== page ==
SAN JOSE (KPIX 5) – Cities and counties across California are trying to ensure an accurate 2020 Census count and in many instances, they’ve hired their own workers to supplement the efforts of federal Census takers.
A federal judge has blocked the Trump administration’s attempt to end the nationwide Census count a month early, even as cities and counties ramp their own efforts to insure immigrant communities, minorities and the homeless not overlooked.READ MORE: Police Arrest Suspect After Homeowner Sees Thief Inside Her San Bruno House Via Home Security Camera
“My signature and my name and my future matters,” said Derick Smith, who lives in a sprawling homeless encampment in East San Jose. Smith filled out the census form with help from volunteers with the non-profit Opening Doors 2020.
“These folks are usually undercounted for everything that’s done in the county and in the city of San Jose. They’re usually undercounted for food,” says David Hernandez who helped organize a food giveaway and census outreach. “They’re usually undercounted for housing. And now, what’s most important is making sure they’re counted for the census.”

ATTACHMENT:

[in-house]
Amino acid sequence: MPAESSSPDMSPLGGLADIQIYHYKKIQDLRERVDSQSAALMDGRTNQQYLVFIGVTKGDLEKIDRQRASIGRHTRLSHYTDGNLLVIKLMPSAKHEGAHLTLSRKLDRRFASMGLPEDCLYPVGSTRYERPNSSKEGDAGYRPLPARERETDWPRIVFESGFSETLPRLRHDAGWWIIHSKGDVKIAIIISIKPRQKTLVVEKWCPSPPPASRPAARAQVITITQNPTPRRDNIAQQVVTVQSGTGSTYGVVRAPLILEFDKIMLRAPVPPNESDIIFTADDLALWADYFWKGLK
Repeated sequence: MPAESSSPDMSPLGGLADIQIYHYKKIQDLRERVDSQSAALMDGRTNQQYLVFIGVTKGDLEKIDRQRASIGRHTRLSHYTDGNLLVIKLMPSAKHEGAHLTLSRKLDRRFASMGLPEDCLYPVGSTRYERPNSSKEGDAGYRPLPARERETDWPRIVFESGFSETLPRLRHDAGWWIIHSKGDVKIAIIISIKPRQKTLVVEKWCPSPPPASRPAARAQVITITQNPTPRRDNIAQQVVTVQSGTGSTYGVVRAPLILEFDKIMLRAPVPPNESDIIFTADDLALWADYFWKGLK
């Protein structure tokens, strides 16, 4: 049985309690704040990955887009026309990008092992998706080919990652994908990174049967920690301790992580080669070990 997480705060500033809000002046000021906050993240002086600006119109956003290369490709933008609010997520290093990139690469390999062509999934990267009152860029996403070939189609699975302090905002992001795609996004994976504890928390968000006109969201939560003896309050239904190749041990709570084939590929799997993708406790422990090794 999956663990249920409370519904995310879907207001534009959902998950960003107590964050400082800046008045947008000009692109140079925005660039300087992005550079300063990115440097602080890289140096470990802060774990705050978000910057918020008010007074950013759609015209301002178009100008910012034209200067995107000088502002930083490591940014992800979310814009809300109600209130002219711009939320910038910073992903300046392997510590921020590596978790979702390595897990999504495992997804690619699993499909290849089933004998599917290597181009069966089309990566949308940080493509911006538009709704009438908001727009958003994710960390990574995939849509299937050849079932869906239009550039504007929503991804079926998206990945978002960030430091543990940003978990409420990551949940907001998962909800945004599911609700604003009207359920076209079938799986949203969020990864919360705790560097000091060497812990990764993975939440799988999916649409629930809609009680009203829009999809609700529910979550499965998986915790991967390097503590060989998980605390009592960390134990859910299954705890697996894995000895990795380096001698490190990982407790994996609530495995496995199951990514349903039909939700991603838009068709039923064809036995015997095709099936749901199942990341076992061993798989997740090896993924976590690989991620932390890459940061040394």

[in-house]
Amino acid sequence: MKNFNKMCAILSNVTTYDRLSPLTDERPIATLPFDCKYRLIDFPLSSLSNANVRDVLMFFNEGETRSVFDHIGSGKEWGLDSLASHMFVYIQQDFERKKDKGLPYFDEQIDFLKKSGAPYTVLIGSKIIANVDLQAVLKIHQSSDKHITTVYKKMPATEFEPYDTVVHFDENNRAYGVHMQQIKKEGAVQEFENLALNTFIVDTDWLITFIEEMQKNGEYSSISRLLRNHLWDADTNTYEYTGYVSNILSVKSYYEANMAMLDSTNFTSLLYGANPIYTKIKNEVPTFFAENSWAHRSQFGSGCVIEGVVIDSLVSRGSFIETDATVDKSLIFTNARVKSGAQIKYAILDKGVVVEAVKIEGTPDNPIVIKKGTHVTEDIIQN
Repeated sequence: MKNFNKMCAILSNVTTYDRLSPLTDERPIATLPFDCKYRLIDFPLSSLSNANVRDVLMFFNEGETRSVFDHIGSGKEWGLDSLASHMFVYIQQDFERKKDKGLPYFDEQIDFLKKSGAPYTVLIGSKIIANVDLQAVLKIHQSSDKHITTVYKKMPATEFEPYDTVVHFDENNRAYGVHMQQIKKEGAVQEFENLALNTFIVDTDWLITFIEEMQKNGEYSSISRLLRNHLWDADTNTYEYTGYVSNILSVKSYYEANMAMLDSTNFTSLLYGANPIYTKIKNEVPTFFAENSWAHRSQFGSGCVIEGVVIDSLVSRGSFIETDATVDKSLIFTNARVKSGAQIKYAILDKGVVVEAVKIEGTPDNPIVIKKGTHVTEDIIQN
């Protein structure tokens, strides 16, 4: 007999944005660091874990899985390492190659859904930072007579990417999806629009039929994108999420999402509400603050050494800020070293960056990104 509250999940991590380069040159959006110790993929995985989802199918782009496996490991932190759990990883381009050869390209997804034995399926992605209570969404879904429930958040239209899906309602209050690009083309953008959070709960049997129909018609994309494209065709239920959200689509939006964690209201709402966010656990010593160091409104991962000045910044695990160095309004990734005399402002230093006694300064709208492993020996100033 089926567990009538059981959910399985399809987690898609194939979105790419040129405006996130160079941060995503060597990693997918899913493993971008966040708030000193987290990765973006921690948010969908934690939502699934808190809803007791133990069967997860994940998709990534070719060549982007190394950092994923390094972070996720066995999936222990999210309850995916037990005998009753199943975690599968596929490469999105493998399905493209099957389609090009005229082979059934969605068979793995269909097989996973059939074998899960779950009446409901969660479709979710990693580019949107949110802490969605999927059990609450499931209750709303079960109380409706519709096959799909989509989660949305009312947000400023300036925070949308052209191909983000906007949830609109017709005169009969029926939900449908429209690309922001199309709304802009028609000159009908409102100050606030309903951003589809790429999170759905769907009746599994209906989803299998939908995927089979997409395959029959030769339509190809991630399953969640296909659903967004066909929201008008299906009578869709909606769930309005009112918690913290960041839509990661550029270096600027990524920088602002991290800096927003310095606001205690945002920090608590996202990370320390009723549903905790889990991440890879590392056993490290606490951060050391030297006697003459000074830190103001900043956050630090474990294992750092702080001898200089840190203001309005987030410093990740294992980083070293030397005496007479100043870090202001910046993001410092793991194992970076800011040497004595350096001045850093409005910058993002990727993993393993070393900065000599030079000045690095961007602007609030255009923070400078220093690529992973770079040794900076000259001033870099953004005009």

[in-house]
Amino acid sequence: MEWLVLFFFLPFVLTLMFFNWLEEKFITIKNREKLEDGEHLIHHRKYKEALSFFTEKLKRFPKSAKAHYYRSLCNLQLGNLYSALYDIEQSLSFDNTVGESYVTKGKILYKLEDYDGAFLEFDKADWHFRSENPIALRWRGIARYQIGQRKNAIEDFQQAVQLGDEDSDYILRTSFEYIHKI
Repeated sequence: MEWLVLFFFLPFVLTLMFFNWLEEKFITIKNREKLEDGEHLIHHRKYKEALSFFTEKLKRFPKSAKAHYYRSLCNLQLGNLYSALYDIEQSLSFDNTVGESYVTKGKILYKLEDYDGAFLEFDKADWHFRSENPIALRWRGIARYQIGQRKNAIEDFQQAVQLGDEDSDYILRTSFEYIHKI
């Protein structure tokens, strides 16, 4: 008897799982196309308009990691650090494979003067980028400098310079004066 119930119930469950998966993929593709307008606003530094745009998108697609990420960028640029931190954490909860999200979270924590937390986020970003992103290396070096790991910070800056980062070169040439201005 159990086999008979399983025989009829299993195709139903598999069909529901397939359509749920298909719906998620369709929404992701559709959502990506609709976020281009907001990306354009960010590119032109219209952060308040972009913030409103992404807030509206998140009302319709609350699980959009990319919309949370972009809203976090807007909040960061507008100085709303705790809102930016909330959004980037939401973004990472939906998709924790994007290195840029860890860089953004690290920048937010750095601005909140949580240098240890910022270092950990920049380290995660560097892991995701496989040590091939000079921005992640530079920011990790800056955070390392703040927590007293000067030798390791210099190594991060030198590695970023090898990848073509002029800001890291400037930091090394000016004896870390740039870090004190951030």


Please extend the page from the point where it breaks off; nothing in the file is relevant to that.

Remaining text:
The data from the Census, which is collected every 10 years, is used to determine political representation in Congress and to allocate federal money for education, housing and transportation projects.READ MORE: San Francisco's New Sobering Center Will Provide Drug Addicts A Place To Go For Help
Communities across the Bay Area have hired dozens of workers to help with the census amid growing concerns about the Trump administration’s ability and desire to conduct an accurate count of communities of color, immigrants and the homeless.
East Palo Alto City Councilmember Larry Moody said his city received only a fraction of the federal help and census takers it was promised.
“We were basically told that nine individuals (out of ten) were going to be pulled out of East Palo Alto. And knowing going in that we’re historically a hard-to-identify, hard-to-serve community,” Moody told KPIX 5.
A spokesperson for the U.S. Census Bureau said it was “fully staffed throughout the entire process” but later said the agency’s policy did not allow them to reveal how many census takers were employed in East Palo Alto, San Mateo County or Northern California as a whole.MORE NEWS: Study: Sediment, Tidal Marshes Are Key To Protecting Bay Area From Rising Sea Levels
“With some of the anti-immigrant rhetoric that’s espoused by this administration and because of the fear that’s deeply embedded in some communities here in Santa Clara County, it’s made it very difficult to engage with the community on this process,” said Nick Kuwada, the manager of Santa Clara County’s Office of the Census.